Canine Maternal Hydrops: A Potentially Deadly Condition We Know Too Little About

Medical articles

I remember reading several posts about hydrops, a devastating complication of some pregnancies in Golden Retrievers, on Facebook and in groups I belonged too.  Breeders I knew were losing litters and, sometimes, even their bitches.  I was concerned and felt horrible for those affected, but I filed it away because it did not involve me.  But hydrops would involve me soon and thank goodness for the concerned breeders who had been compelled to share information.

I bred one of my girls, Cheers, to a dog I had admired for years and was very excited when the pregnancy was confirmed during an ultrasound performed at approximately 30 day post ovulation.  The ultrasound was pretty routine and the vet predicted about six puppies. 

A couple weeks after the ultrasound I realized Cheers looked much bigger than she should if she was having six puppies.  The pups should have been half grown for Cheers to be that large.  Then I noticed that her abdomen was rock hard.  There was no room for more growth and we were at the beginning of the largest growth phase for the puppies. I discussed Cheers’ symptoms with a breeder I respected who had experience with hydrops. We agreed that hydrops could be what we were dealing with in Cheers’ pregnancy.

Bitches deliver their litters 63 days, plus or minus one, from the day of ovulation.  As Cheers neared days 55 and 56, her symptoms increased.  Edema began in the vulva (left) and the hocks.  Labored breathing increased her panting, so I decreased the size of her meals and water consumption.  I contemplated whether I was really dealing with a Hydrops case or if she just had a lot of puppies in a small body.  An x-ray at my veterinarian confirmed extra fluid.  It was obvious, despite the blurriness of the film that we were certainly dealing with both a hydrops pregnancy and a litter larger than six puppies. It might interest you to know that my vet knew nothing about hydrops, had not heard of it, and obviously was not going to be able to help me in this situation.  I went home, continued my regimen, and hoped we would be able to ride this out.

On day 59 things got worse and I became very worried about Cheers and her well-being.   I visited the Veterinary Specialty Clinic for more help and another ultrasound.  I was disappointed when they were not familiar with hydrops and tried to convince me I was wrong.  Fortunately for me, the board certified surgeon was mentored by a theriogenologist and she called her for more information.  The surgeon educated herself, let me know we were most likely looking at a C-section, and scheduled one for Monday (day 61).  We knew from the information the surgeon’s mentor gave us that we would need to be pushing fluids and replenishing what Cheers lost as fast as possible.  We also knew we had to put the puppies on antibiotics immediately.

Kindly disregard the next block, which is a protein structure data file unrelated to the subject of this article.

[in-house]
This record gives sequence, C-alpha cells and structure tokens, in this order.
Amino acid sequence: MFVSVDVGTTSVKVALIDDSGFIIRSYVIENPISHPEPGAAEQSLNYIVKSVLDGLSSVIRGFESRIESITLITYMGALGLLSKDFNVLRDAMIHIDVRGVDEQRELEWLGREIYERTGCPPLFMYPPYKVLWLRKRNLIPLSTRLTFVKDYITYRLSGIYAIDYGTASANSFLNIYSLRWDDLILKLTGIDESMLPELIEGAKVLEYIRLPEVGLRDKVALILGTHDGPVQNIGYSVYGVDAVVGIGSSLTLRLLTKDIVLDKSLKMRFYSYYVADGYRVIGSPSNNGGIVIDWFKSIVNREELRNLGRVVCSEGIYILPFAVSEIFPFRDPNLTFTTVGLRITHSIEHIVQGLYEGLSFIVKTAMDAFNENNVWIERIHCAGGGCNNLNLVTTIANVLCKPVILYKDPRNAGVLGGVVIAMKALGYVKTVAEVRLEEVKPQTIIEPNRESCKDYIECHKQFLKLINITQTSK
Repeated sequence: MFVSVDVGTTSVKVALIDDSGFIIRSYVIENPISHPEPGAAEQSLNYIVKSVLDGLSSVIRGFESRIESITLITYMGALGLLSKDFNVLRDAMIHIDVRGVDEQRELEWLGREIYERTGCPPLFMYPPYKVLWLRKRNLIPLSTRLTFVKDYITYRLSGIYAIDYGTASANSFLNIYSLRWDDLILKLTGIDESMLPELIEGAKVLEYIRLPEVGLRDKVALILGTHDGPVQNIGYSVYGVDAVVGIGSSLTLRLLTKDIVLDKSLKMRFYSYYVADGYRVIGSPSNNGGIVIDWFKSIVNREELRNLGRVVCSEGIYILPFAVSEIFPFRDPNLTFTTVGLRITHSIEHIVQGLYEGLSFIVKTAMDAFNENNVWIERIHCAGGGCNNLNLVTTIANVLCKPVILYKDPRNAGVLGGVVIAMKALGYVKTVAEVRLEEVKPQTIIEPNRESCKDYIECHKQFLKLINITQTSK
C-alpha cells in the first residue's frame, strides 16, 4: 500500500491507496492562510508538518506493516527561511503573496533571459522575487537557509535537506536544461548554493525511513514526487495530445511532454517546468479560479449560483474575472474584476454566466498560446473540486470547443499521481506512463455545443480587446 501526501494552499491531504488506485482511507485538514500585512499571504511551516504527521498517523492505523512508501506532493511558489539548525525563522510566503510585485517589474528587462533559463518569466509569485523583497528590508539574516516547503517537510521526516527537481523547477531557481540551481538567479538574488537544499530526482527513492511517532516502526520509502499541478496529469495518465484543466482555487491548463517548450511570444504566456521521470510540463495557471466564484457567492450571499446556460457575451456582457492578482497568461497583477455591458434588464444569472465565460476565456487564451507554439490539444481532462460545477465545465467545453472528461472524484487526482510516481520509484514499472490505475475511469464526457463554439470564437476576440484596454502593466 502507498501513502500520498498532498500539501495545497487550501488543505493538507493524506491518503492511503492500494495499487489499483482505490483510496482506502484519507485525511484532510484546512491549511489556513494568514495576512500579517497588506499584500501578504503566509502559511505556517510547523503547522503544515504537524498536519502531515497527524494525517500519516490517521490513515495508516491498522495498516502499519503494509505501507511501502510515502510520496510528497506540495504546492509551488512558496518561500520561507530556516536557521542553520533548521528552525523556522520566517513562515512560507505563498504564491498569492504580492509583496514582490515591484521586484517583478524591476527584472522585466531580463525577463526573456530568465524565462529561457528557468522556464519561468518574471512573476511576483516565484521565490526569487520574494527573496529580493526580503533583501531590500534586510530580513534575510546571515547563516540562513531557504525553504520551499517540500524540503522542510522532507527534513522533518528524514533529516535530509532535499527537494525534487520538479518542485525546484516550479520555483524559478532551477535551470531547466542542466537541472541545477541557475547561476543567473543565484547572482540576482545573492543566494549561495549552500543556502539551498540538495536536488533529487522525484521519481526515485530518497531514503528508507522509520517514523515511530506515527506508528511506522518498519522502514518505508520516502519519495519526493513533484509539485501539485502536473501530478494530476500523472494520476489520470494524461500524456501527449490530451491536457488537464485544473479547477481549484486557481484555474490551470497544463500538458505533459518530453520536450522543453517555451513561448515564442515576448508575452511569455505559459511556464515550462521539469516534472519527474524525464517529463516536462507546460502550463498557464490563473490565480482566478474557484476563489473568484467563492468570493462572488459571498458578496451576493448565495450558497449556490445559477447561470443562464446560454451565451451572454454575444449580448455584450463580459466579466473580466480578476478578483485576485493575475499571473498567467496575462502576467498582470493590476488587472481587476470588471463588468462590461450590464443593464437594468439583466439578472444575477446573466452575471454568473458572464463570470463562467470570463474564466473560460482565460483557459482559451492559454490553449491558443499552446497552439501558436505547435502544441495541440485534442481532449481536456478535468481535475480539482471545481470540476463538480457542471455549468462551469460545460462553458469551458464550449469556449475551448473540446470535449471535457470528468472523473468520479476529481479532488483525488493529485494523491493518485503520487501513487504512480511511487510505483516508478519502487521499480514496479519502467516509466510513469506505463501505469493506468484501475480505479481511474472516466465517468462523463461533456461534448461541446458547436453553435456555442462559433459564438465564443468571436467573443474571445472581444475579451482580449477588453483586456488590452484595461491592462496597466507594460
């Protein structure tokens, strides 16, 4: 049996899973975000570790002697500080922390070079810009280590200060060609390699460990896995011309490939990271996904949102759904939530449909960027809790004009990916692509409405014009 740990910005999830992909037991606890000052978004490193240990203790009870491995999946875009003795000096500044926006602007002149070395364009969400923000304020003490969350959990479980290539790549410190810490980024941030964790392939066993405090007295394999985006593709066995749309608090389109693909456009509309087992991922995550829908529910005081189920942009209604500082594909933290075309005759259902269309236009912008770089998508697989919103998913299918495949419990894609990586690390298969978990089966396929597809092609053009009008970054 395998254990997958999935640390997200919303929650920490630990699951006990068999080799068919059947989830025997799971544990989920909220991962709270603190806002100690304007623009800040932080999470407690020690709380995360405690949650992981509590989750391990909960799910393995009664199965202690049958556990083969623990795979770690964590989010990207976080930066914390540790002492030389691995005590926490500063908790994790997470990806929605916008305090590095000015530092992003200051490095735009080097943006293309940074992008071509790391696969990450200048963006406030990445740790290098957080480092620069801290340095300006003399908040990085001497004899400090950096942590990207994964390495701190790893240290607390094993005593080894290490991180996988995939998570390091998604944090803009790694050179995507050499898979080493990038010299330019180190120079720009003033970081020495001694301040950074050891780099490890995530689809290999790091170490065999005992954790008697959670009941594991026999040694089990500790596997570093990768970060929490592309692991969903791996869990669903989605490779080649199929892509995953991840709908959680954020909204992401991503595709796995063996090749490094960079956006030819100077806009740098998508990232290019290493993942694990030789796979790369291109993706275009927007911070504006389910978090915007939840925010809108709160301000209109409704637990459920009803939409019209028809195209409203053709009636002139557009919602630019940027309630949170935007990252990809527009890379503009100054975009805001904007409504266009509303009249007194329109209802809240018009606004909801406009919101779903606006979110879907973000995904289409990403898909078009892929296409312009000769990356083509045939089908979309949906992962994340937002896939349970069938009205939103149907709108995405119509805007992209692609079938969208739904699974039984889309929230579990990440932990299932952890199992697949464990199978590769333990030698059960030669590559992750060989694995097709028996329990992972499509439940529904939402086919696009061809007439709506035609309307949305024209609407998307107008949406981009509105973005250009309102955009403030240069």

Despite the best laid plans, we ended up doing an emergency C-section on Sunday night (day 60).  There were 11 puppies, we lost three at the vet and another a few days later when he did not thrive.  I was lucky, it could have been much worse. 

The biggest problem remains… what is hydrops?

The answer to that question is complicated.  We really have no idea what causes hydrops, though many things have been suggested.  Thoughts range from environmental factors to the blood type of the puppies and the mother being at odds.  We simply do not know the cause and a pattern has not developed.  Research continues, and a possible study would help answer some questions about preventing this complication, but for now we must concern ourselves with the signs, symptoms, and how we can limit the risk to our canines.  Although my experience has been limited to Golden Retrievers, hydrops has been seen in many other breeds.  It is a problem we all must address, and be ready to deal with as the symptoms arise, in order to save our affected litters.  

Symptoms vary and all or none of these symptoms can be present:

  1. Size and weight increase that is out of proportion to the expected number of puppies  (For reference: A typical Golden Retriever bitch will gain two pounds per puppy.)

  2. Abdomen that is hard to the touch

  3. Edema or swelling of the vulva, hocks, and feet

  4. Leaking of clear fluid

  5. Unclear, blurry x-ray at day 55-56

  6. Ultrasound showing excess fluid

  7. Heavy vomiting close to delivery

  8. Early temperature drop, not beginning labor

  9. Most expel large amounts of fluid during c- section which must be replaced by IV

  10. Decrease in condition in the last two weeks of pregnancy.

Treatment involves managing the symptoms as they present themselves.   At this point, there is no treatment regimen defined by veterinarians.  C-sections are necessary in most, if not all, cases.  Sometimes a premature C-section must be performed to save your bitch. You have to be ready to make a decision before your girl crashes and you lose everything.  Some say a low-sodium, more Adkins-type diet and 500-1000 mg. of dandelion root twice daily can help. You may want to slow weight gain (without starving) and give a diuretic to decrease the fluid.  The diuretic of choice is spironolactone.   Another common practice is injecting Dexamethasone to mature the lungs of the puppies faster, giving them a much great chance of survival should they be born early.   Most importantly, give your bitch IV fluids with a large bore needle during the C-section and give the puppies antibiotics following the C-section.

Knowledge and education continues as we experience hydrops more and more frequently.  It is important to note that this condition is most common in first pregnancies, does not always happen to the same bitch on subsequent pregnancies, and may or may not be passed on to offspring.  Until we know more, it’s our best bet is to learn from each other and share our information openly.

Author: Julie Caruthers